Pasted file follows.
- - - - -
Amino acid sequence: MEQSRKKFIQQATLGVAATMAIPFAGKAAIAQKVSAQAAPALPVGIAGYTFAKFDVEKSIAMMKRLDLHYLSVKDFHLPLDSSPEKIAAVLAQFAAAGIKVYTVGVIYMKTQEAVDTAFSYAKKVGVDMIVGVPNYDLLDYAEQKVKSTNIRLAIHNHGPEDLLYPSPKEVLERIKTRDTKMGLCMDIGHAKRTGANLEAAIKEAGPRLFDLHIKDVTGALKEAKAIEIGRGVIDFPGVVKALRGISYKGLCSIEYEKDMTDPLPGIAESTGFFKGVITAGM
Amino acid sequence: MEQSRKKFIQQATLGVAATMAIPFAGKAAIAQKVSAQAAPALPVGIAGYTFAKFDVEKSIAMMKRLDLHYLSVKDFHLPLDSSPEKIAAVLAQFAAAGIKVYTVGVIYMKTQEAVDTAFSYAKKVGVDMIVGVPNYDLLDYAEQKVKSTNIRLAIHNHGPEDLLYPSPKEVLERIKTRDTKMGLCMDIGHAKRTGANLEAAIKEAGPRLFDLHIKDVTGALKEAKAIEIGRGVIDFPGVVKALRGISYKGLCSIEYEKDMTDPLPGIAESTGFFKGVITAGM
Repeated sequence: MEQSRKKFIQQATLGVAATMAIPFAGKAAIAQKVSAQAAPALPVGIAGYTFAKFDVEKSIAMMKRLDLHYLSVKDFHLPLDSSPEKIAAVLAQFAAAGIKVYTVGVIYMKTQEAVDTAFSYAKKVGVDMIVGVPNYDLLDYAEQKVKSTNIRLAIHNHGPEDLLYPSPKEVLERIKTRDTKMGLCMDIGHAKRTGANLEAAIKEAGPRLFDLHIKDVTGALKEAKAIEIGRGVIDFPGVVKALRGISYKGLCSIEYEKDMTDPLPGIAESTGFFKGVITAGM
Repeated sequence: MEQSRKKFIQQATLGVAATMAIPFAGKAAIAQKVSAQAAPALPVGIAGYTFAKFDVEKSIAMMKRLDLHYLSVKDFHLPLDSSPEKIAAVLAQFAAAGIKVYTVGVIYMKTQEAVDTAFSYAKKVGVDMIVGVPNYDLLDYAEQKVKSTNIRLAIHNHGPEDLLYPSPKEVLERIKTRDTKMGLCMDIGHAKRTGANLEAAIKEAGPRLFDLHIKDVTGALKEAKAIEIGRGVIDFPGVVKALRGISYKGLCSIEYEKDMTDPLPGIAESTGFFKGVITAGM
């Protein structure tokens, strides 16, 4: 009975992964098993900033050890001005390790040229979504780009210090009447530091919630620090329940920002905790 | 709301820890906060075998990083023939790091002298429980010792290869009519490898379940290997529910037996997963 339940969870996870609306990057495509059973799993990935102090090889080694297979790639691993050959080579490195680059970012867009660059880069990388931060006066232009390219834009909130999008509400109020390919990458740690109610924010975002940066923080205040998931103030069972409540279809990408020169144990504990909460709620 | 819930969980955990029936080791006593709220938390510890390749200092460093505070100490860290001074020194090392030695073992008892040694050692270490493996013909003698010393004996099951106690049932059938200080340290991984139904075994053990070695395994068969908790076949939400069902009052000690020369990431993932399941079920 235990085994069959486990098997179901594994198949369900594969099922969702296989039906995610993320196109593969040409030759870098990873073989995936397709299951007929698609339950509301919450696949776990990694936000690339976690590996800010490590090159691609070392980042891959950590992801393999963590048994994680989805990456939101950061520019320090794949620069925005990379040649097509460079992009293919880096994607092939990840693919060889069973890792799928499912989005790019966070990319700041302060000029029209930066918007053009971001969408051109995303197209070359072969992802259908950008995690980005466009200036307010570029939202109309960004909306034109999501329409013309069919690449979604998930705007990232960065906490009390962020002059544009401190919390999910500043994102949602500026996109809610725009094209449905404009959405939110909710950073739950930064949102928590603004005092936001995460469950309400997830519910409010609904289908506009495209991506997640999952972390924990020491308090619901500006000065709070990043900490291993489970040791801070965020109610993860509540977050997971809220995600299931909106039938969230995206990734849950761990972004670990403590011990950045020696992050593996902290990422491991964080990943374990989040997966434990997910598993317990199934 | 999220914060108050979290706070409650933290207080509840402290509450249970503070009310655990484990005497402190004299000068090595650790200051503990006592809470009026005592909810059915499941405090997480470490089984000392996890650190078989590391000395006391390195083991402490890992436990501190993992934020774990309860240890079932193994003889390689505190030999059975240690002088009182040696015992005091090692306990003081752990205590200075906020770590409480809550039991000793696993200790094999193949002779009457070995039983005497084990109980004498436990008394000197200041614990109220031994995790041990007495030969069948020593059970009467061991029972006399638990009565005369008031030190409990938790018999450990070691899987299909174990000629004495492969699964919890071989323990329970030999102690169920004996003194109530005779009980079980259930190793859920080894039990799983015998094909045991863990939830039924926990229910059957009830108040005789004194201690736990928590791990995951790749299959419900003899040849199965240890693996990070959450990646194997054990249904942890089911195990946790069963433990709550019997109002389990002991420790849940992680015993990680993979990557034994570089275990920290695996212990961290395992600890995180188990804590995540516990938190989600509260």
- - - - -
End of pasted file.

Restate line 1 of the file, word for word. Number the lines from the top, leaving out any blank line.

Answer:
Amino acid sequence: MEQSRKKFIQQATLGVAATMAIPFAGKAAIAQKVSAQAAPALPVGIAGYTFAKFDVEKSIAMMKRLDLHYLSVKDFHLPLDSSPEKIAAVLAQFAAAGIKVYTVGVIYMKTQEAVDTAFSYAKKVGVDMIVGVPNYDLLDYAEQKVKSTNIRLAIHNHGPEDLLYPSPKEVLERIKTRDTKMGLCMDIGHAKRTGANLEAAIKEAGPRLFDLHIKDVTGALKEAKAIEIGRGVIDFPGVVKALRGISYKGLCSIEYEKDMTDPLPGIAESTGFFKGVITAGM